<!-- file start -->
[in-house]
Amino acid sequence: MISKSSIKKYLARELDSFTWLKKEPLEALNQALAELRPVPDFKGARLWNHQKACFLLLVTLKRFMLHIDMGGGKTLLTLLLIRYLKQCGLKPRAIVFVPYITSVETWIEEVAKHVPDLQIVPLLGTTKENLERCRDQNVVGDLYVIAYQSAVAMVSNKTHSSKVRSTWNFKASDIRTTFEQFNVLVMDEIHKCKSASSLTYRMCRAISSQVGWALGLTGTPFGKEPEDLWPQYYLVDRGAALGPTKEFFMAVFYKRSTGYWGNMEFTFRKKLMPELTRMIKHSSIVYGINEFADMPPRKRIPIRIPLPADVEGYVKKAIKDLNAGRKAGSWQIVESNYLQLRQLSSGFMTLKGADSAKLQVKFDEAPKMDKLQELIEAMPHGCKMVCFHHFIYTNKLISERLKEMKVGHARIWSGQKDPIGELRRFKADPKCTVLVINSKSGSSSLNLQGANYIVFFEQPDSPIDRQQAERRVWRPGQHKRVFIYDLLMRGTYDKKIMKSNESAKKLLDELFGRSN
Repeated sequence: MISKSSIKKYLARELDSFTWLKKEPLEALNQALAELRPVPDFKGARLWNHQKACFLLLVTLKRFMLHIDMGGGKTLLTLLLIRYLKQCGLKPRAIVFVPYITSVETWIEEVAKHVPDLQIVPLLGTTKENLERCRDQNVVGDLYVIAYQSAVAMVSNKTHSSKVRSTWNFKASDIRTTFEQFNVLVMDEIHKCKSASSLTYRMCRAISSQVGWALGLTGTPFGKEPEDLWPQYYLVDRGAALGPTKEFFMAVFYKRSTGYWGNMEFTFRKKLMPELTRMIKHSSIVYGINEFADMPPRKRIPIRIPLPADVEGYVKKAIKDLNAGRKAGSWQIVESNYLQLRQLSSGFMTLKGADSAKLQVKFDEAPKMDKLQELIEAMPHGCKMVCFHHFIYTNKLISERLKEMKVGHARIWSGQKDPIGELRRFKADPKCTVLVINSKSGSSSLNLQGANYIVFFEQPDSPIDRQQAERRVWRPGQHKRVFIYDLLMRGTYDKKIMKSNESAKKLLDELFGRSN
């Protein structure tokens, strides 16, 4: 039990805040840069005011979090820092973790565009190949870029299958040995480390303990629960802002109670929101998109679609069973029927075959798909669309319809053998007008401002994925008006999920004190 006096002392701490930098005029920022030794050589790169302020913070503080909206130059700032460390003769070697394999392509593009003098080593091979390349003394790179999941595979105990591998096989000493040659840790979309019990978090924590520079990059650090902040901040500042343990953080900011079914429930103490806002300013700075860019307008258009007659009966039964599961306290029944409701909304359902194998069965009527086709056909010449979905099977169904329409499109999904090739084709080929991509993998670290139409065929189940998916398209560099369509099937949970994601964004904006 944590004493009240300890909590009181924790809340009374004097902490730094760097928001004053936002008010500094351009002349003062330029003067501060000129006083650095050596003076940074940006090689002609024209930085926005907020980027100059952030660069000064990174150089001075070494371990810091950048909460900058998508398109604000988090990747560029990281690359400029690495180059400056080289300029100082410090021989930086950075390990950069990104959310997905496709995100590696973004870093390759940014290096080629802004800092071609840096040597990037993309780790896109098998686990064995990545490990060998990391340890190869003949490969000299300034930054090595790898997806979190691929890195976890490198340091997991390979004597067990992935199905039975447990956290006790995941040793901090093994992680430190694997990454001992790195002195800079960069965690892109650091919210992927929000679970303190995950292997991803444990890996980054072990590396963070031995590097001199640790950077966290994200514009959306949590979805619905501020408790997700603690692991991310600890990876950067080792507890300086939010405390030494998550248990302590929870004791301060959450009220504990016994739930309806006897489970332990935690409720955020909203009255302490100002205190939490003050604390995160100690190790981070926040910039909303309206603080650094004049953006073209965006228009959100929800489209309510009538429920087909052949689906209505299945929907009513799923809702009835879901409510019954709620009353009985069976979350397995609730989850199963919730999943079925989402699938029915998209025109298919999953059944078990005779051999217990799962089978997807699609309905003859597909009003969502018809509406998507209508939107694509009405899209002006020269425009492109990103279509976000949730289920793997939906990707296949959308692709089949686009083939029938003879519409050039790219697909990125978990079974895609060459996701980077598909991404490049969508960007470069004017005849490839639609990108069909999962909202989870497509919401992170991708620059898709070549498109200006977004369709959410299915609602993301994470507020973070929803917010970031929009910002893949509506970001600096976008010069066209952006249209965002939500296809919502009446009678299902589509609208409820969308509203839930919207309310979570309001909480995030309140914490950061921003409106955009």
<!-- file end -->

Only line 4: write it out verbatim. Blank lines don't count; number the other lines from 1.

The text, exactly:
């Protein structure tokens, strides 16, 4: 039990805040840069005011979090820092973790565009190949870029299958040995480390303990629960802002109670929101998109679609069973029927075959798909669309319809053998007008401002994925008006999920004190 006096002392701490930098005029920022030794050589790169302020913070503080909206130059700032460390003769070697394999392509593009003098080593091979390349003394790179999941595979105990591998096989000493040659840790979309019990978090924590520079990059650090902040901040500042343990953080900011079914429930103490806002300013700075860019307008258009007659009966039964599961306290029944409701909304359902194998069965009527086709056909010449979905099977169904329409499109999904090739084709080929991509993998670290139409065929189940998916398209560099369509099937949970994601964004904006 944590004493009240300890909590009181924790809340009374004097902490730094760097928001004053936002008010500094351009002349003062330029003067501060000129006083650095050596003076940074940006090689002609024209930085926005907020980027100059952030660069000064990174150089001075070494371990810091950048909460900058998508398109604000988090990747560029990281690359400029690495180059400056080289300029100082410090021989930086950075390990950069990104959310997905496709995100590696973004870093390759940014290096080629802004800092071609840096040597990037993309780790896109098998686990064995990545490990060998990391340890190869003949490969000299300034930054090595790898997806979190691929890195976890490198340091997991390979004597067990992935199905039975447990956290006790995941040793901090093994992680430190694997990454001992790195002195800079960069965690892109650091919210992927929000679970303190995950292997991803444990890996980054072990590396963070031995590097001199640790950077966290994200514009959306949590979805619905501020408790997700603690692991991310600890990876950067080792507890300086939010405390030494998550248990302590929870004791301060959450009220504990016994739930309806006897489970332990935690409720955020909203009255302490100002205190939490003050604390995160100690190790981070926040910039909303309206603080650094004049953006073209965006228009959100929800489209309510009538429920087909052949689906209505299945929907009513799923809702009835879901409510019954709620009353009985069976979350397995609730989850199963919730999943079925989402699938029915998209025109298919999953059944078990005779051999217990799962089978997807699609309905003859597909009003969502018809509406998507209508939107694509009405899209002006020269425009492109990103279509976000949730289920793997939906990707296949959308692709089949686009083939029938003879519409050039790219697909990125978990079974895609060459996701980077598909991404490049969508960007470069004017005849490839639609990108069909999962909202989870497509919401992170991708620059898709070549498109200006977004369709959410299915609602993301994470507020973070929803917010970031929009910002893949509506970001600096976008010069066209952006249209965002939500296809919502009446009678299902589509609208409820969308509203839930919207309310979570309001909480995030309140914490950061921003409106955009």